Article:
Citation: Chemosensors
      PubDate: 2021-09-30
      DOI: 10.3390/chemosensors9100280
      Issue No: Vol. 9, No. 10 (2021)
       
  • Chemosensors, Vol. 9, Pages 281: Advances in Colorimetric Assay Based on
           AuNPs Modified by Proteins and Nucleic Acid Aptamers

    • Authors: Sopio Melikishvili, Ivan Piovarci, Tibor Hianik
      First page: 281
      Abstract: This review is focused on the biosensing assay based on AuNPs (AuNPs) modified by proteins, peptides and nucleic acid aptamers. The unique physical properties of AuNPs allow their modification by proteins, peptides or nucleic acid aptamers by chemisorption as well as other methods including physical adsorption and covalent immobilization using carbodiimide chemistry or based on strong binding of biotinylated receptors on neutravidin, streptavidin or avidin. The methods of AuNPs preparation, their chemical modification and application in several biosensing assays are presented with focus on application of nucleic acid aptamers for colorimetry assay for determination of antibiotics and bacteria in food samples.
      Citation: Chemosensors
      PubDate: 2021-10-02
      DOI: 10.3390/chemosensors9100281
      Issue No: Vol. 9, No. 10 (2021)
       
  • Chemosensors, Vol. 9, Pages 282: Conductive Hydrogel-Based Electrochemical
           Sensor: A Soft Platform for Capturing Analyte

    • Authors: Li Fu, Aimin Yu, Guosong Lai
      First page: 282
      Abstract: Electrode modifications for electrochemical sensors attract a lot of attention every year. Among them, hydrogels are a relatively special class of electrode modifier. Since hydrogels often contain polymers, even though they are conductive polymers, they are not ideal electrode modifiers because of their poor conductivity. However, the micro-aqueous environment and the three-dimensional structure of hydrogels are an excellent platform for immobilizing bioactive molecules and maintaining their activity. This gives the hydrogel-modified electrochemical sensor the potential to perform specific recognition. At the same time, the rapid development of nanomaterials also makes the composite hydrogel have good electrical conductivity. This has led many scientists to become interested in hydrogel-based electrochemical sensors. In this review, we summarize the development process of hydrogel-based electrochemical sensors, starting from 2000. Hydrogel-based electrochemical sensors were initially used only as a carrier for biomolecules, mostly for loading enzymes and for specific recognition. With the widespread use of noble metal nanoparticles and carbon materials, hydrogels can now be used to prepare enzyme-free sensors. Although there are some sporadic studies on the use of hydrogels for practical applications, the vast majority of reports are still limited to the detection of common model molecules, such as glucose and H2O2. In the review, we classify hydrogels according to their different conducting strategies, and present the current status of the application of different hydrogels in electrochemical sensors. We also summarize the advantages and shortcomings of hydrogel-based electrochemical sensors. In addition, future prospects regarding hydrogel for electrochemical sensor use have been provided at the end.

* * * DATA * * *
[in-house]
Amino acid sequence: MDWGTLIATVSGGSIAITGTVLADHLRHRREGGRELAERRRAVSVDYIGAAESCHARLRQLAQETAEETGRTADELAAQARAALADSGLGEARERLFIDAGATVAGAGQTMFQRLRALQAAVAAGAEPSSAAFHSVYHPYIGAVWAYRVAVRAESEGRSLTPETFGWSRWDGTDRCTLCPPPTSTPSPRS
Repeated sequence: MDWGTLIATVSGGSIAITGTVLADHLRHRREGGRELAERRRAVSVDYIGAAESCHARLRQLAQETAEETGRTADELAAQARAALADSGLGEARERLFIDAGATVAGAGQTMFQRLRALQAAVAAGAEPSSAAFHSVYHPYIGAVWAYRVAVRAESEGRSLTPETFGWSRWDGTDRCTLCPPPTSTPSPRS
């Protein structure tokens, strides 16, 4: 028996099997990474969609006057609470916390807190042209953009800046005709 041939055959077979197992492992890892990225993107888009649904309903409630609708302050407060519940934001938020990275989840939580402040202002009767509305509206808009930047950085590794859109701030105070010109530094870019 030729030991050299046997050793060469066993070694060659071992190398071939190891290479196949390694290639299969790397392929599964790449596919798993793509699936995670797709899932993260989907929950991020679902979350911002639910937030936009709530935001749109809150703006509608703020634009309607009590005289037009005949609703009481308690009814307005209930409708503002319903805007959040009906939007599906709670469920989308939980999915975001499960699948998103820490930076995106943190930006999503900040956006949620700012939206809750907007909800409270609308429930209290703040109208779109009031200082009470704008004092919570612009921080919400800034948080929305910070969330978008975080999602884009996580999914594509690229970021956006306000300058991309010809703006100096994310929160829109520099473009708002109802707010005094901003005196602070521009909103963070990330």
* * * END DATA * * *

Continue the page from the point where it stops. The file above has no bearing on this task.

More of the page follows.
Citation: Chemosensors
      PubDate: 2021-10-04
      DOI: 10.3390/chemosensors9100282
      Issue No: Vol. 9, No. 10 (2021)
       
  • Chemosensors, Vol. 9, Pages 283: pH-Induced Modulation of Vibrio fischeri
           Population Life Cycle

    • Authors: Ana Rita Silva, Cláudia Sousa, Daniela Exner, Ruth Schwaiger, Maria Madalena Alves, Dmitri Y. Petrovykh, Luciana Pereira
      First page: 283